The Tech - Online EditionMIT's oldest and largest
newspaper & the first
newspaper published
on the web
Boston Weather: 22.0°F | Fair and Breezy

Medicine Man's mundane storyline could use some healing of its own

Medicine Man
Written by Tom Schulman
Directed by John McTiernan
Starring Sean Connery and Lorraine Bracco
At Loews Cheri

By Chris Roberge
Arts Editor

Medicine Man, one of the most politically correct adventure films to be released recently, has several good things working for it. The story concerns the search for a cure for cancer, a plea to halt the destruction of the world's rainforests, a romantic comedy, exotic locations, and not least of all, Sean Connery. But the new movie, directed by John McTiernan of Die Hard and The Hunt For Red October fame, somehow manages to be an exercise in lost causes and missing payoffs. Medicine Man is half-baked entertainment that could use some healing itself.

As the film opens, Dr. Rae Crane (Lorraine Bracco) arrives in the Amazon rain forest to meet with Dr. Robert Cambell (Sean Connery), a prominent Scottish biochemist so immersed in his field work that a request for an assistant and a chromatograph is his first communication with the outside world in years. Crane has traveled to Cambell's laboratory, set up in a remote native village, not only to respond to his message, but to investigate his work and determine if his funding should be cut off. Immediately, the two scientists find themselves at odds because Cambell had asked for male help and, to quote the movie's press release, "A hard-headed female scientist is the last thing Cambell wants around his camp."

Crane begins to warm up to Cambell, whom she first refers to as "Dr. Mengele with a ponytail," particularly after she learns of the significance of his findings. By watching the local medicine man working in the village, Cambell has come across a serum that provides a miraculously effective cure for cancer. However, shortly after witnessing the medicine man's tremendous skills, Cambell stole much of the natives' respect away from him with his modern drugs, and the medicine man, filled with jealousy, left in disgust. Now Cambell can not reproduce the serum, and he hopes that with the help of the talented Dr. Crane, he can discover the elusive ingredient, referred to as "peak 39" because of the mark it leaves on the chromatograph.

As the duo enlists the tribe to help in their search, construction crews make their way through the jungle toward the primitive research center, representing a cancer on the body of the planet. At the same time, Cambell begins to come to terms with his troubled past, and the two scientists begin to fall in love. Medicine Man does a fairly good job of balancing out these subplots, but few of them reach any type of satisfying climax. The romance remains uninteresting, mainly due to a strong lack of chemistry between Connery and Bracco. The deforestation motif is touched upon only slightly and could have used more depth. And the scientific quest storyline, which should provide the film's central pull, suffers from blatantly prominent foreshadowing. It's a definite flaw in a story such as this when the "experts" on the screen are incapable of realizing something even after another character steps forward to tell it to them.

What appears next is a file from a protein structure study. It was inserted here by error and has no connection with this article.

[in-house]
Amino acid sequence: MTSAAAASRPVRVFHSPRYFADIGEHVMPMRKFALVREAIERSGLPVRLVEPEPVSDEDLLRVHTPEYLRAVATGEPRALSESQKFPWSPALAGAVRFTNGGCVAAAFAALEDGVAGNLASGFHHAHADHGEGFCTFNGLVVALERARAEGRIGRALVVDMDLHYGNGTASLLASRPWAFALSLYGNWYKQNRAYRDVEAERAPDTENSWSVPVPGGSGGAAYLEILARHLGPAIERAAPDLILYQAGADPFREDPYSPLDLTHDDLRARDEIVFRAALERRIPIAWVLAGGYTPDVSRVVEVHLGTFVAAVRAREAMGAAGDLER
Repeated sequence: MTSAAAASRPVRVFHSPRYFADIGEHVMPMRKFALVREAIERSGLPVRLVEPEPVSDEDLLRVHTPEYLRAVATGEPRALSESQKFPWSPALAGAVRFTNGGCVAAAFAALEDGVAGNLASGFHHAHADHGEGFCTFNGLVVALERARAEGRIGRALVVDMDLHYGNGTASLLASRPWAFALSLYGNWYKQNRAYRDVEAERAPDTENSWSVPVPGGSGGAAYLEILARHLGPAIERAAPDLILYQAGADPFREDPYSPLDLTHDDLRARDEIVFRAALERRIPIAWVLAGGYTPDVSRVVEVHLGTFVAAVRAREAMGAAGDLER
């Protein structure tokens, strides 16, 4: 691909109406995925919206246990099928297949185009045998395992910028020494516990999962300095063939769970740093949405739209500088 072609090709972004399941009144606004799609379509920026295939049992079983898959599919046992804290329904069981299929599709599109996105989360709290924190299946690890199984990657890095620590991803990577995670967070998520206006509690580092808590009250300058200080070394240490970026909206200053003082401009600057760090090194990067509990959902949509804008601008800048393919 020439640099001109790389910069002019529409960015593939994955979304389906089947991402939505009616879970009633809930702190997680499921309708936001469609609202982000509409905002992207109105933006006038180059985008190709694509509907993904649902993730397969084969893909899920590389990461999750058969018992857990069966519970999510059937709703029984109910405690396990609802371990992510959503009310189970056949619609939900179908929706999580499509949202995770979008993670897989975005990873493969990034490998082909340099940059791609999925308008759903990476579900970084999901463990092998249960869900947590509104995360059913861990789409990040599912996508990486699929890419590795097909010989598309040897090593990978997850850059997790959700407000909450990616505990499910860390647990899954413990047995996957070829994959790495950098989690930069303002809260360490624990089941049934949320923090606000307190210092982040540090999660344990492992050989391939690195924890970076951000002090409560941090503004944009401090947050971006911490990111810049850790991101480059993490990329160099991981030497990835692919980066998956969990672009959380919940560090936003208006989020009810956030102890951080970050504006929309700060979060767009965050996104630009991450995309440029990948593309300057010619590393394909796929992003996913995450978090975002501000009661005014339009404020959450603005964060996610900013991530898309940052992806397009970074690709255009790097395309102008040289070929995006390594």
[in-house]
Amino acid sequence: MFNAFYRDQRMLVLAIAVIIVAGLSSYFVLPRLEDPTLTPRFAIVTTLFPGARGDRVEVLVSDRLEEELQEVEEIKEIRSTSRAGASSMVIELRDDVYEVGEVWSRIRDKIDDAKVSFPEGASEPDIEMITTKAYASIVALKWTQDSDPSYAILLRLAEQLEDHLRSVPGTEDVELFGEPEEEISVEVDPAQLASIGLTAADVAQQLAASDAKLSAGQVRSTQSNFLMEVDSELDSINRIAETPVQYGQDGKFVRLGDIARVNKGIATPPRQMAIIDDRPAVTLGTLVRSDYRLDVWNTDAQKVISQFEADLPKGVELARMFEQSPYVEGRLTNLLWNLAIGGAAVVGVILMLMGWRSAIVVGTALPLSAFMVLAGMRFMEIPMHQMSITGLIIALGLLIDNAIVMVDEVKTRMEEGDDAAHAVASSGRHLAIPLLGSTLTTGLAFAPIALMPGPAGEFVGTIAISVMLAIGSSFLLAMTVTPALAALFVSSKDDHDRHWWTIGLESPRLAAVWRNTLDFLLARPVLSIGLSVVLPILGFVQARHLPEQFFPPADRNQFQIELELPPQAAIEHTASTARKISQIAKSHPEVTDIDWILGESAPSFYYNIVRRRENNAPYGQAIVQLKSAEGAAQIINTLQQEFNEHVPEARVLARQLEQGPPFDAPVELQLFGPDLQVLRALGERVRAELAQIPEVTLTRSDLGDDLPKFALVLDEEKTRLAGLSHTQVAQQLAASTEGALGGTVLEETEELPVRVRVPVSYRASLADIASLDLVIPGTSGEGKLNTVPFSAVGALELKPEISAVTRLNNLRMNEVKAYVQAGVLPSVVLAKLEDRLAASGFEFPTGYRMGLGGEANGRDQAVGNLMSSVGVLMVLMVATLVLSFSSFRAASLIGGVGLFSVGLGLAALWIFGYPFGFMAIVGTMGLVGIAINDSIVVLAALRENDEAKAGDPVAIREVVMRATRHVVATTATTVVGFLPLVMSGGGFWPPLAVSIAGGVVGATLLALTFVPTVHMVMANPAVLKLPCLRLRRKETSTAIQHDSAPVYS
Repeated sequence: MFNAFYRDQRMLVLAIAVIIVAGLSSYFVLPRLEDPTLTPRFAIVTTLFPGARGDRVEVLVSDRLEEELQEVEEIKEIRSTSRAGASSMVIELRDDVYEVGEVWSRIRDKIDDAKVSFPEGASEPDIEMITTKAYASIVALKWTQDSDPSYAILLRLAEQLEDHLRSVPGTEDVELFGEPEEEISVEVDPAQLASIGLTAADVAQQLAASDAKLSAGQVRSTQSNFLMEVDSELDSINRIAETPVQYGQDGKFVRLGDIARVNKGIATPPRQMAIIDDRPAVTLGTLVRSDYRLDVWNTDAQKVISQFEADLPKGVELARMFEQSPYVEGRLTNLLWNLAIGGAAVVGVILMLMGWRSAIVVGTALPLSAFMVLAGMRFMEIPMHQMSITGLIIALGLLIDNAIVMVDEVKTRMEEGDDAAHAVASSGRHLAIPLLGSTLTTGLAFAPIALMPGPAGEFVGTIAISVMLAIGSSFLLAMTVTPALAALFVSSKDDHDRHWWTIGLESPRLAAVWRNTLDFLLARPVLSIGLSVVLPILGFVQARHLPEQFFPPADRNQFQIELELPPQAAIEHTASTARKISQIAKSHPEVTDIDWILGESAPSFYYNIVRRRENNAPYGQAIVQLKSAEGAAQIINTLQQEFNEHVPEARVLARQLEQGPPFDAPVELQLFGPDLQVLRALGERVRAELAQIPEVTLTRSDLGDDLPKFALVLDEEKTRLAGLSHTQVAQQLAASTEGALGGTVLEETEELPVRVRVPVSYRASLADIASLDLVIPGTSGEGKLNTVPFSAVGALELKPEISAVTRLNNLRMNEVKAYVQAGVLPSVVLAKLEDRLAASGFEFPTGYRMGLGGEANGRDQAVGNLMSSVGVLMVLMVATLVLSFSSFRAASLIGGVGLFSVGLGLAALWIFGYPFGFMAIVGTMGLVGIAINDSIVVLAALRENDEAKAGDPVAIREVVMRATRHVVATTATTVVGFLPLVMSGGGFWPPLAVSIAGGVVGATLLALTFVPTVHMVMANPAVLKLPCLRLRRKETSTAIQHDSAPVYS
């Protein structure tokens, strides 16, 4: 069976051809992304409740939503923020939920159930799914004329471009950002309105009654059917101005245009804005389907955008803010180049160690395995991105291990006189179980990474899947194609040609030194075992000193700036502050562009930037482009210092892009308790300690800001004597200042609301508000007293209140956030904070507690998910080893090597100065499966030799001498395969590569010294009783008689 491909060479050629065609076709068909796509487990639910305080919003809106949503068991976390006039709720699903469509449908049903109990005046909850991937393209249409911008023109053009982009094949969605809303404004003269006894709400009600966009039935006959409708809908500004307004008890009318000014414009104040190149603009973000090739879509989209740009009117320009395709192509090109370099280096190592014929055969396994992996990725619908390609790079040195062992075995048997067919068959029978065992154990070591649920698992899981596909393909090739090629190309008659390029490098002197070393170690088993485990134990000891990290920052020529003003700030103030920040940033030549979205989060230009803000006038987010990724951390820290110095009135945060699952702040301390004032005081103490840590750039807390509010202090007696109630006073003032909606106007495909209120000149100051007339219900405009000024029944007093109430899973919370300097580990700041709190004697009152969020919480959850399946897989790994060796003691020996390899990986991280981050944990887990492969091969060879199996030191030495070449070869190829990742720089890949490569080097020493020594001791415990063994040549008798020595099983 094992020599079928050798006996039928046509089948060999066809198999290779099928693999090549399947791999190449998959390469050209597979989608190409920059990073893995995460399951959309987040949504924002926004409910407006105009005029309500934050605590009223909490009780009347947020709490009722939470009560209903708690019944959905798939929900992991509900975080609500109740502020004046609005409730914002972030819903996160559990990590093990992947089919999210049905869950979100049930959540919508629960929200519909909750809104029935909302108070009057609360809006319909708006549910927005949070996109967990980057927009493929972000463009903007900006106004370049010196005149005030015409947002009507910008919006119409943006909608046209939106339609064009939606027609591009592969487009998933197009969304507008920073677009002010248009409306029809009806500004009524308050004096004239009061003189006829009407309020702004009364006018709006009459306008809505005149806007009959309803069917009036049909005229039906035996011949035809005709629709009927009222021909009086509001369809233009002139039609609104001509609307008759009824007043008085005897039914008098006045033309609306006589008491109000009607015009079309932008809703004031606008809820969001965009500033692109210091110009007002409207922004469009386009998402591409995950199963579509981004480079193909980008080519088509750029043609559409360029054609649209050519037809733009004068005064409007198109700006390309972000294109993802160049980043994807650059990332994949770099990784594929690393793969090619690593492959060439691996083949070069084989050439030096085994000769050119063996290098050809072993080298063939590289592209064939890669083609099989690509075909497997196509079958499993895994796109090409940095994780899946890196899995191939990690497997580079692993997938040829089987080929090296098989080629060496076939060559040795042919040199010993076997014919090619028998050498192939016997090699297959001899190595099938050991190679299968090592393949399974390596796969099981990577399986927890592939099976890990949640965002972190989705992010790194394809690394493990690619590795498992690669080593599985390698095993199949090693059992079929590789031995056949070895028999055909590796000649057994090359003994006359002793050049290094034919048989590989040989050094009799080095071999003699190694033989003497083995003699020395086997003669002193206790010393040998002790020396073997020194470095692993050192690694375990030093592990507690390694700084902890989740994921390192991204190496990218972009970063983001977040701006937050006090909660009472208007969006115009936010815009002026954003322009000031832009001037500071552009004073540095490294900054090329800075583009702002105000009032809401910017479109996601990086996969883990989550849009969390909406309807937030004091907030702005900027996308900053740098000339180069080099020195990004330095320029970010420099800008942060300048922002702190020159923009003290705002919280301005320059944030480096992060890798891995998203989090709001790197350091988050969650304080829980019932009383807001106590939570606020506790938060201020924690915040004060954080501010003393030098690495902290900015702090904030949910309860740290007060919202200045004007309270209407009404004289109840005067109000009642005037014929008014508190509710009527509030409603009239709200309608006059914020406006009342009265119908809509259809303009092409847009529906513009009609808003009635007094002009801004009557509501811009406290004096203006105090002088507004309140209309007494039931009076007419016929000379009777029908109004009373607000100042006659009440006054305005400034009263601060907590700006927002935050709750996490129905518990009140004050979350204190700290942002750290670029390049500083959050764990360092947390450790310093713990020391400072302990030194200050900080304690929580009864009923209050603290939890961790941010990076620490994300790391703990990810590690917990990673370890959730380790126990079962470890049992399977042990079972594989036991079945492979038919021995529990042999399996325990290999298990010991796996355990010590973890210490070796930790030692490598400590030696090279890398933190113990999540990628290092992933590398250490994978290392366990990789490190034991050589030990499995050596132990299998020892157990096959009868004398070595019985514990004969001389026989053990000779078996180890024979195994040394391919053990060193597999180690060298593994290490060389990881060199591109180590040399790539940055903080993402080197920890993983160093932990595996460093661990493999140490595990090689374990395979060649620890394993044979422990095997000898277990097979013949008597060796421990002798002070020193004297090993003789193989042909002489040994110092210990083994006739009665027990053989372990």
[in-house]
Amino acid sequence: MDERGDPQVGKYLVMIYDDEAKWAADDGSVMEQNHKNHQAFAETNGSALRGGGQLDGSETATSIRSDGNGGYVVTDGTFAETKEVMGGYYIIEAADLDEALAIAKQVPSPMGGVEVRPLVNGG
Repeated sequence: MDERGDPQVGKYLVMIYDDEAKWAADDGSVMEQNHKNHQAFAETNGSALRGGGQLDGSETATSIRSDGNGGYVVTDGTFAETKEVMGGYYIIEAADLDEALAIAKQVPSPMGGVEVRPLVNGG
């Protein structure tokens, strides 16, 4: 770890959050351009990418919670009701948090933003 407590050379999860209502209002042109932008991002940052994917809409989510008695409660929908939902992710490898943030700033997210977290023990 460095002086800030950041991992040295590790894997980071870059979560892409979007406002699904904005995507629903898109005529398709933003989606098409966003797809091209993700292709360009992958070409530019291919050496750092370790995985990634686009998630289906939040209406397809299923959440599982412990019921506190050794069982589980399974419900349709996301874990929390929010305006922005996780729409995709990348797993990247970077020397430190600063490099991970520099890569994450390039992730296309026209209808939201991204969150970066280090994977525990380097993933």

Connery's performance is very strong and enjoyable. He commands the audience's attention as few actors can. But Bracco, who excelled in 1990's GoodFellas, seems lost here -- not just in the jungle setting, but in a script that affords her none of the character complexity that she is used to.

There is something else fairly troubling about Medicine Man. Early in the film, there is an extraordinary scene in which Cambell introduces Crane to the beauty of the jungle and the complicated system of harnesses, platforms, and highwires used to travel through the forest canopy (which he refers to as a "pharmacological superstore"). The pair glides among the branches far above the jungle floor while Jerry Goldsmith's score swells in the background and Donald McAlpine's camera tracks through the foliage. In this sequence and many others showcasing the native culture, Medicine Man is at its best, transporting the viewer to unfamiliar locations and peoples. Yet for some reason, Tom Schulman's story seems content to insert mundane and formulaic plot developments into this exotic world. Medicine Man would have fared better if the sense of fascination and wonder that exists in these few scenes had been allowed to fill more of the movie.